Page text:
2022 FALL ADULT CONTEST RESULTS
POET’S CHOICE: JUDGE: DOROTHEA LASKY
1st Place – La Chua, Allison Gaines
2nd Place — At St. Mary’s, Suzy Harris
3rd Place — Pink Bubble Technology, DM Wallace
1st HM — Upon Learning of a Friend’s Suicide, Robert Eastwood
2nd HM – Amelia, Scottie Sterrett
3rd HM — I’ll Tell You What I Saw, Charles Castle
Others I also enjoyed, in no particular order:
Snapshot: The Cow & the Girl, Louhi Pojola
Bird House, Kari Hakan
The End of Something, Vivienne Popperl
Comfort Found in a Box of Cream of Wheat, Shawn Aveningo Sanders
La Chua – 1ST Place, Allison Gaines
This is the only place
I was ever happy, you said,
describing the place down the road
where leathery reptiles emerge
from dark, shallow water;
where fast-growing hyacinths
support the weight
of the neon-iridescent birds
that hurry, yellow-legged, across them,
where small raptors circle for snails,
coming back around
The screech of other invasives
fills the air and the slight
stink of the swamp rises,
and it pleases you.
Why is this place happiness?
Where else is everything so
laid bare, limitless,
behind thick stands of trees
or rocky foothills?
Here, families of a dozen
small chicks paddle out
amidst what may kill them.
Sadness does not conceal itself here,
and what’s hiding must be flushed out
from the clumps of reeds
to face the sun, or the heavy gray clouds,
or whatever is reflected
past where the boardwalk
will take you.
Alison Gaines lives in Portland, Oregon where she teaches high school English. She holds a BA from Knox College and an MFA in poetry from the University of Florida. Her work appears in several journals including Salamander and The Southern Review.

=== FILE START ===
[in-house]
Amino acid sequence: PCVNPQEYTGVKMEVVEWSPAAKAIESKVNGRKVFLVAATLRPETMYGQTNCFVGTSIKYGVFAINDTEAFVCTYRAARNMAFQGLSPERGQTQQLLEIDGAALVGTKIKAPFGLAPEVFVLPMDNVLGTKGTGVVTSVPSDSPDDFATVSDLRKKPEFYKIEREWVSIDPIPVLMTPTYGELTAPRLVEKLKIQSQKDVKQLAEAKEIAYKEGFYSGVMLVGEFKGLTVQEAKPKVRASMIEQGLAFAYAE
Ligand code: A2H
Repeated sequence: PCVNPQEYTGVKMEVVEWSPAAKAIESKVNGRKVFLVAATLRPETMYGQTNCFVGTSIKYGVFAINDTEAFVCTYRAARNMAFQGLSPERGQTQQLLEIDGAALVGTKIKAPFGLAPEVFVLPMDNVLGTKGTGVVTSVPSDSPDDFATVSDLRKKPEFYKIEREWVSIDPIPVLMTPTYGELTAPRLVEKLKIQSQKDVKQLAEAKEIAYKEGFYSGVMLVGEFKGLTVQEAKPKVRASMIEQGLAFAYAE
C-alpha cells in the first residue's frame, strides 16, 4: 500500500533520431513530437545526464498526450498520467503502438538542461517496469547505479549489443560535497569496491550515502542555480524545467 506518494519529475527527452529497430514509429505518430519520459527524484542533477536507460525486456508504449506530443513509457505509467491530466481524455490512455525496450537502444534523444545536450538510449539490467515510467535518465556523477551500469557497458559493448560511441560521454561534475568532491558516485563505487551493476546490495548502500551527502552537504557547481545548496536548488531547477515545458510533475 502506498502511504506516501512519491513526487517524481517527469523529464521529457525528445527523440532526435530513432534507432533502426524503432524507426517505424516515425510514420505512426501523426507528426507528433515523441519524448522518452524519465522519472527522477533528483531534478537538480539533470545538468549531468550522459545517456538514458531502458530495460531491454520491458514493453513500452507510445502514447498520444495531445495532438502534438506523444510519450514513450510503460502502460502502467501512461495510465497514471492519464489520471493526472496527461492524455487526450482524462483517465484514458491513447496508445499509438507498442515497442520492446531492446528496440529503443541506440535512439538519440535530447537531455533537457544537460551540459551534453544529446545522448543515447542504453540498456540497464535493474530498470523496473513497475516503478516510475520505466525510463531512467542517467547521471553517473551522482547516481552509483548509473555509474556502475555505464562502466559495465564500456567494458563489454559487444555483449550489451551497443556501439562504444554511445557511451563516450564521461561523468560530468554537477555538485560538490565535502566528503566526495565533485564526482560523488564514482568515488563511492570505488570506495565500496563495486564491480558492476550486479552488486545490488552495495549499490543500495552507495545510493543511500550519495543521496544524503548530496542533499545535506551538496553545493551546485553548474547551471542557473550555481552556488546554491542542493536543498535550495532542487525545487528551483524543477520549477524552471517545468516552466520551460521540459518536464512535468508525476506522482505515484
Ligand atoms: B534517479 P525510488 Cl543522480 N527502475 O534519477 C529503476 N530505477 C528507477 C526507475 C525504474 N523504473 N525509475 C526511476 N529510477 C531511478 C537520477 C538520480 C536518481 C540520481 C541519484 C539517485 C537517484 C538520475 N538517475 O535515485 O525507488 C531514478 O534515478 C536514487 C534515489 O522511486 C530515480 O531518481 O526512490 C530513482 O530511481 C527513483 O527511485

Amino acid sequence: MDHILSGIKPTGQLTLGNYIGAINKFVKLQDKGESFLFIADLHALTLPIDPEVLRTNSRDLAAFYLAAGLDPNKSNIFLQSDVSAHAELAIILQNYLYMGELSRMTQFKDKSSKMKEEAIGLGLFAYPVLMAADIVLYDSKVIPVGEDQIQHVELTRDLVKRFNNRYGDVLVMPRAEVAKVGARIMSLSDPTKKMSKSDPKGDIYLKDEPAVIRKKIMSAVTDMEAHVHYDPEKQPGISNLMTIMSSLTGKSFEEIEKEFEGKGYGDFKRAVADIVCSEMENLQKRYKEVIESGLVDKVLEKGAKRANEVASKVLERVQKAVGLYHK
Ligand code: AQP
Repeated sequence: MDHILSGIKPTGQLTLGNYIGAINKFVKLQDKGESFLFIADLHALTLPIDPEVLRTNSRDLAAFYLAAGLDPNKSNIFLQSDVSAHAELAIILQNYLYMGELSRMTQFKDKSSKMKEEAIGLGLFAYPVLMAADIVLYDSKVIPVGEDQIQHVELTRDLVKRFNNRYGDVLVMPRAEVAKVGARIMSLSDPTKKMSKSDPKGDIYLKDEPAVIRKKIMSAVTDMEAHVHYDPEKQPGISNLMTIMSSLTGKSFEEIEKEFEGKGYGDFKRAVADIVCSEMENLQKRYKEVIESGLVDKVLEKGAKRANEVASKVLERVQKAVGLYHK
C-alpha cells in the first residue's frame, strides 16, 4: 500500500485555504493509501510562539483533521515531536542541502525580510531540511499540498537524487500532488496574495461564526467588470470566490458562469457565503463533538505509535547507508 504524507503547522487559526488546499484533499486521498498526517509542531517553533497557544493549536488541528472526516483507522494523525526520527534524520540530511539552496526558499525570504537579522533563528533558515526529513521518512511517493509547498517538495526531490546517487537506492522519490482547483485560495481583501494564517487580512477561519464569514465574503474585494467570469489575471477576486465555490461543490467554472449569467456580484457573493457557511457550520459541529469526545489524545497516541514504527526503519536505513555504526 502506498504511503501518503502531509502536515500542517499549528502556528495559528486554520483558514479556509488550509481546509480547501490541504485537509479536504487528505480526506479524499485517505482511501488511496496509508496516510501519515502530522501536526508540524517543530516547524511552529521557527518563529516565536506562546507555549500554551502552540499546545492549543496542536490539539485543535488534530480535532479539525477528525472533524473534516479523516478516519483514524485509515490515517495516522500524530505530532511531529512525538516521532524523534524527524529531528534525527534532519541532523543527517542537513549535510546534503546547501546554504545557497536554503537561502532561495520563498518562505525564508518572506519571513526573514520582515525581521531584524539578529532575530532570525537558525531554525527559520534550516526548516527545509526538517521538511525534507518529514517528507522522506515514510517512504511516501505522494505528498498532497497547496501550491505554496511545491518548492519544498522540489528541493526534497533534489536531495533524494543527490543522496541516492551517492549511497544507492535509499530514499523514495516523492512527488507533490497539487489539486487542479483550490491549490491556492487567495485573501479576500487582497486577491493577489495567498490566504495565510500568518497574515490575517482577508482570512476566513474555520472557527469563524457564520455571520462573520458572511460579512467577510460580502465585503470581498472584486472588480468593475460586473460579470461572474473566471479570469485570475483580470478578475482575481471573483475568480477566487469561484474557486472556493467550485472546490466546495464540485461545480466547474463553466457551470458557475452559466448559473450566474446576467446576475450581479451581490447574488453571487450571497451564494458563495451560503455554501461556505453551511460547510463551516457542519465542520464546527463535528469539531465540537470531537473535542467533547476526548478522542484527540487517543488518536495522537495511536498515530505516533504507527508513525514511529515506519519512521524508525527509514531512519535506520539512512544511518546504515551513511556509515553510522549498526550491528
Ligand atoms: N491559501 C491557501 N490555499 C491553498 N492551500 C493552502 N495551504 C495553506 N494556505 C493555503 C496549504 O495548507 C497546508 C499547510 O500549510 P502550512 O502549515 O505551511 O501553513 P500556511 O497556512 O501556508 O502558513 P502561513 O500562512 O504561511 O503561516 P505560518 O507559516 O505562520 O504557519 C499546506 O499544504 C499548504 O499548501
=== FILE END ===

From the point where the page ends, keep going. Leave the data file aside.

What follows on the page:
At St. Mary’s – 2nd Place, Suzy Harris
after Lucille Clifton’s “blessing the boats”
when all is said and done, may
we recognize how the tide
brings us back to all that
we ever knew, all that is
forever inside us, entering
and leaving, stroking and breathing, even
when we least know it, now
and before, how the lip
of the wave rolls over grains of
sand. no one knows our
story, even those with understanding.
still, we try. here, let me carry
your bag for a moment while you
walk beside, our bare feet making tracks out
of the small village, beyond
the cafes that line the beach to the face
of the rock at the headlands, where we let go of fear
and find our way back down again. may
we remember this sky, this sun. May you
face your loss with a kiss,
the strength of the wind,
resolve of the ancestors, then
when you are ready, turn
away from it all, from
the past with its smallness, and find it
a new home, maybe a carved box, a certain
place that will appreciate all that
it was meant to be. perhaps it
will free you to find a new way, will
leave you changed. love
will find its way back into your
hands, your breath, back
into whatever may
come next for you
now count to ten and open
your heart. Listen to your
fears, close your eyes
and remember how to
swim under water
that feeling of gliding under water
breathless and waving
with the water’s motion forever
breast-stroking through long glides and